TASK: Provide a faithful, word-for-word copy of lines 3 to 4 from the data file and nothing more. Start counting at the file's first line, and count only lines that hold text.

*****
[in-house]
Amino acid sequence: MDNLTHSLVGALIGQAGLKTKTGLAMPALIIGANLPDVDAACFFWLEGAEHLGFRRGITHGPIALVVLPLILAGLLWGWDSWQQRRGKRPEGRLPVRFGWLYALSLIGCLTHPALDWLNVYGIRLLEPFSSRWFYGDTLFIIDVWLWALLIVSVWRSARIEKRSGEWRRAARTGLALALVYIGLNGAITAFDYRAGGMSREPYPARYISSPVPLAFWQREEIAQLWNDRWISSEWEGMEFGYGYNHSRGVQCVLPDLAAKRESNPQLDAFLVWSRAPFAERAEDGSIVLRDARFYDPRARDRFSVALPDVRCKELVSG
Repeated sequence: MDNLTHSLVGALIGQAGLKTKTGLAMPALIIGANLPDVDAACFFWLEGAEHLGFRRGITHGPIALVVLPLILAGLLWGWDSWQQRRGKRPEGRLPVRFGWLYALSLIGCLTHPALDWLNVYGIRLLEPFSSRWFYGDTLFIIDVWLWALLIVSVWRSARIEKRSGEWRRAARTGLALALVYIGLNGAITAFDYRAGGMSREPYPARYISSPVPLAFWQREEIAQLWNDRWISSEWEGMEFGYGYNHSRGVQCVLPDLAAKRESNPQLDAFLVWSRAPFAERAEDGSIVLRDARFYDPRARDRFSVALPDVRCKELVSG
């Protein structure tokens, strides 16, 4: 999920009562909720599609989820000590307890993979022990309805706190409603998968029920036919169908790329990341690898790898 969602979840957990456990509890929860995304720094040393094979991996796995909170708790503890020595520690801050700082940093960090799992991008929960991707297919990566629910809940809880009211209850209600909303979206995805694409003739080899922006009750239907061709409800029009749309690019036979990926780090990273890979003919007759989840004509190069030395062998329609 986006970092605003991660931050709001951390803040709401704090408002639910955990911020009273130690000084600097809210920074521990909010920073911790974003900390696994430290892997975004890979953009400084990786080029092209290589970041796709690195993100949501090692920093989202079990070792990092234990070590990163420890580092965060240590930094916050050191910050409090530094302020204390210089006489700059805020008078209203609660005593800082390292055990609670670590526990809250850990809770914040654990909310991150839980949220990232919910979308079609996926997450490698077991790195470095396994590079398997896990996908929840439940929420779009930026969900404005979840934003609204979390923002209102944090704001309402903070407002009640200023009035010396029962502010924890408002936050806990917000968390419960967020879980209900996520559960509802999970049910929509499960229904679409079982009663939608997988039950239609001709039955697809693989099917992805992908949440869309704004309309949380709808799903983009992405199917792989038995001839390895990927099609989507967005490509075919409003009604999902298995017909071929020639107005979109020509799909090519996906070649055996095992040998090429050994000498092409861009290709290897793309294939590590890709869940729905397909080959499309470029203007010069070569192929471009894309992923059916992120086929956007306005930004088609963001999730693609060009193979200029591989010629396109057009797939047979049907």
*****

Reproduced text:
Repeated sequence: MDNLTHSLVGALIGQAGLKTKTGLAMPALIIGANLPDVDAACFFWLEGAEHLGFRRGITHGPIALVVLPLILAGLLWGWDSWQQRRGKRPEGRLPVRFGWLYALSLIGCLTHPALDWLNVYGIRLLEPFSSRWFYGDTLFIIDVWLWALLIVSVWRSARIEKRSGEWRRAARTGLALALVYIGLNGAITAFDYRAGGMSREPYPARYISSPVPLAFWQREEIAQLWNDRWISSEWEGMEFGYGYNHSRGVQCVLPDLAAKRESNPQLDAFLVWSRAPFAERAEDGSIVLRDARFYDPRARDRFSVALPDVRCKELVSG
């Protein structure tokens, strides 16, 4: 999920009562909720599609989820000590307890993979022990309805706190409603998968029920036919169908790329990341690898790898 969602979840957990456990509890929860995304720094040393094979991996796995909170708790503890020595520690801050700082940093960090799992991008929960991707297919990566629910809940809880009211209850209600909303979206995805694409003739080899922006009750239907061709409800029009749309690019036979990926780090990273890979003919007759989840004509190069030395062998329609 986006970092605003991660931050709001951390803040709401704090408002639910955990911020009273130690000084600097809210920074521990909010920073911790974003900390696994430290892997975004890979953009400084990786080029092209290589970041796709690195993100949501090692920093989202079990070792990092234990070590990163420890580092965060240590930094916050050191910050409090530094302020204390210089006489700059805020008078209203609660005593800082390292055990609670670590526990809250850990809770914040654990909310991150839980949220990232919910979308079609996926997450490698077991790195470095396994590079398997896990996908929840439940929420779009930026969900404005979840934003609204979390923002209102944090704001309402903070407002009640200023009035010396029962502010924890408002936050806990917000968390419960967020879980209900996520559960509802999970049910929509499960229904679409079982009663939608997988039950239609001709039955697809693989099917992805992908949440869309704004309309949380709808799903983009992405199917792989038995001839390895990927099609989507967005490509075919409003009604999902298995017909071929020639107005979109020509799909090519996906070649055996095992040998090429050994000498092409861009290709290897793309294939590590890709869940729905397909080959499309470029203007010069070569192929471009894309992923059916992120086929956007306005930004088609963001999730693609060009193979200029591989010629396109057009797939047979049907």